The best way to learn what is covered is of course by reading your home insurance policy. You will need to know this information if the unthinkable happens including storms that damage your roof, your dog breaks through the fence and destroys the neighbor's yard, or if a burglar steals your laptop from your hotel room while on vacation. Things may have changed since you purchase the policy and your personal property may have increased over the amount of monies you will be compensated to replace the items or you may built onto your home or property such as building a barn or other structure. If these items are not on the policy they will not be, covered if damaged. You may even have some things on your policy that you did not even realize were covered. Waiting for a disaster to happen before you learn what is covered and not covered can be devastating.
In general the most common things included in a home insurance policy are explained below, but remember these are what is normally covered, your policy may not cover all of these or it may cover even more, you will need to read your policy to ensure you know exactly what is or is not covered.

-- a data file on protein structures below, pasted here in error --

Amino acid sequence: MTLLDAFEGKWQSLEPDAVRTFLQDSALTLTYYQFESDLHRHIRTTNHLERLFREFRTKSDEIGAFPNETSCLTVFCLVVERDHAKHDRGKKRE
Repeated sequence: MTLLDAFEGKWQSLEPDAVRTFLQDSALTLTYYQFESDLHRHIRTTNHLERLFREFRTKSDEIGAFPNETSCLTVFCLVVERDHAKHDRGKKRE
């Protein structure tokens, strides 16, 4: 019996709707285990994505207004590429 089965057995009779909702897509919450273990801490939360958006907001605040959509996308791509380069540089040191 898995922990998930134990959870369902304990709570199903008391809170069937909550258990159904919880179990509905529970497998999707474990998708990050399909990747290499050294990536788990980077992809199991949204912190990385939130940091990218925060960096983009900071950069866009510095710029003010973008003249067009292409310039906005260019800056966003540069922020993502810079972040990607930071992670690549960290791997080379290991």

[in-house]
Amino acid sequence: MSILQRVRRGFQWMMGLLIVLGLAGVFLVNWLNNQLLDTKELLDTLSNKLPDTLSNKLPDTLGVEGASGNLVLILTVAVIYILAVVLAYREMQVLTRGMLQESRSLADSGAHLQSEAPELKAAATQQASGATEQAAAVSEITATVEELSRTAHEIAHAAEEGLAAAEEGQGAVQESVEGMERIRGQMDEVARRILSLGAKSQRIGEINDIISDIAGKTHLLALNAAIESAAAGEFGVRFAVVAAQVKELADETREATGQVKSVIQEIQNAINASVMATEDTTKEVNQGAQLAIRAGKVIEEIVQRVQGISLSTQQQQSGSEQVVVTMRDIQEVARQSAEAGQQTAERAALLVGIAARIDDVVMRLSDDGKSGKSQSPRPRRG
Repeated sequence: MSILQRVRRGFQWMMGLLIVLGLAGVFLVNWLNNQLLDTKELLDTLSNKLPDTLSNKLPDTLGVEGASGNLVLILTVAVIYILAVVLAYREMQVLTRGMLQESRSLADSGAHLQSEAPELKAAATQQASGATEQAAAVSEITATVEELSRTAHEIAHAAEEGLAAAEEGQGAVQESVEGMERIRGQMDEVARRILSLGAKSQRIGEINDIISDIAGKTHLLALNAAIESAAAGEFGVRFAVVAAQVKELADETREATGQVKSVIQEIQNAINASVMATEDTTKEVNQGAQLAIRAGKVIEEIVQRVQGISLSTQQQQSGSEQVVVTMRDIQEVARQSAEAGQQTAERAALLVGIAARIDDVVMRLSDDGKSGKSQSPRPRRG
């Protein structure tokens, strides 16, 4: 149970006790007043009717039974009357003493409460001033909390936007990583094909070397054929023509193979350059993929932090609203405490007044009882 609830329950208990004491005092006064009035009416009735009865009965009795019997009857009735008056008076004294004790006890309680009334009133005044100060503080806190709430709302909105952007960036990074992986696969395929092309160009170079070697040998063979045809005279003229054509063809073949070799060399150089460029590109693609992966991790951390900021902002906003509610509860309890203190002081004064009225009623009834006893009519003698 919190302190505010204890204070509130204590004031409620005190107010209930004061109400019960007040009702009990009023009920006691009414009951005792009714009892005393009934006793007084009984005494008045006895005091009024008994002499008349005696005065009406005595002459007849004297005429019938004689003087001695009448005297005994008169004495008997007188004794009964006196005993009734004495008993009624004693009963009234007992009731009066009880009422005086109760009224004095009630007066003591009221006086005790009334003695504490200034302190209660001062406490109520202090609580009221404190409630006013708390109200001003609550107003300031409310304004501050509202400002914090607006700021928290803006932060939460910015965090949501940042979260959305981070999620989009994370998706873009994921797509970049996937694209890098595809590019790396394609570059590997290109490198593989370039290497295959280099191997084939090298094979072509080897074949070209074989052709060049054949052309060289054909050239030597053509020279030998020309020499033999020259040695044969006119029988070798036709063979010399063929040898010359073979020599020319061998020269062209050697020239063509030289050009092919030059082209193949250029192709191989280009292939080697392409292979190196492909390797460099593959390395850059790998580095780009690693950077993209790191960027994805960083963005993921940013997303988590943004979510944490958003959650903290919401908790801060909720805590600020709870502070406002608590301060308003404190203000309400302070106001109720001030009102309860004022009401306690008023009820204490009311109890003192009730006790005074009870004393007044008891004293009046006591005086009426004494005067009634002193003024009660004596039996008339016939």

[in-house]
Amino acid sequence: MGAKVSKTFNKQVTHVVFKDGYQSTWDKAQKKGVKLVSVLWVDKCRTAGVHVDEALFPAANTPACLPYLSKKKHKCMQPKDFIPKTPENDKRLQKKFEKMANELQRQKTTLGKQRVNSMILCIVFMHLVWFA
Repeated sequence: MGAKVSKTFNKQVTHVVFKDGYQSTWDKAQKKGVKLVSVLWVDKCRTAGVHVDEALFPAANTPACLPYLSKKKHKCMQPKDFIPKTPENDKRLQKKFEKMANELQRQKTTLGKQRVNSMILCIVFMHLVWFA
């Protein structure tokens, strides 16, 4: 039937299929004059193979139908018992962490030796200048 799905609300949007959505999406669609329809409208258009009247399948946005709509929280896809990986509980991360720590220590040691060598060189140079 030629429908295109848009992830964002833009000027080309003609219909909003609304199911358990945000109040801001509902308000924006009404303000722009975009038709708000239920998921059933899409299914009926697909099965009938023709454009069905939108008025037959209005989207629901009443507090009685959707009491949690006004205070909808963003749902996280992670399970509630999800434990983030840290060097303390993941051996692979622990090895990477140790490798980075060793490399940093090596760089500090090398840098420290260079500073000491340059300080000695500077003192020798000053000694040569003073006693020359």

Coverage on most home insurance policies include the structure of the home including any structures attached to the home such as a garage, your lawn, shrubs, trees, flower beds, all unattached buildings such as barns, work sheds, gazebos, guest houses, pool house, and greenhouses.
If your home is damaged and is unlivable until repairs are completed, most home insurance policies will cover the living expenses needed for a specific period of time until the home can be repaired.
Yours and your family's personal belongings along with guest's belongings that are in your home at the time of the disaster are normally covered. Many times your personal belongings are also covered when taking them on vacation.
Other things that are normally covered include cemetery plots are often included in benefits as well as attorney fees, court costs, and medical bills for property damage or injury to others.
Certain regions of the US are vulnerable to weather conditions that others areas are not such as tornadoes, earthquakes, and hurricanes. In some cases, your policy may not cover such disasters so you will need to learn if these should be added to your policy.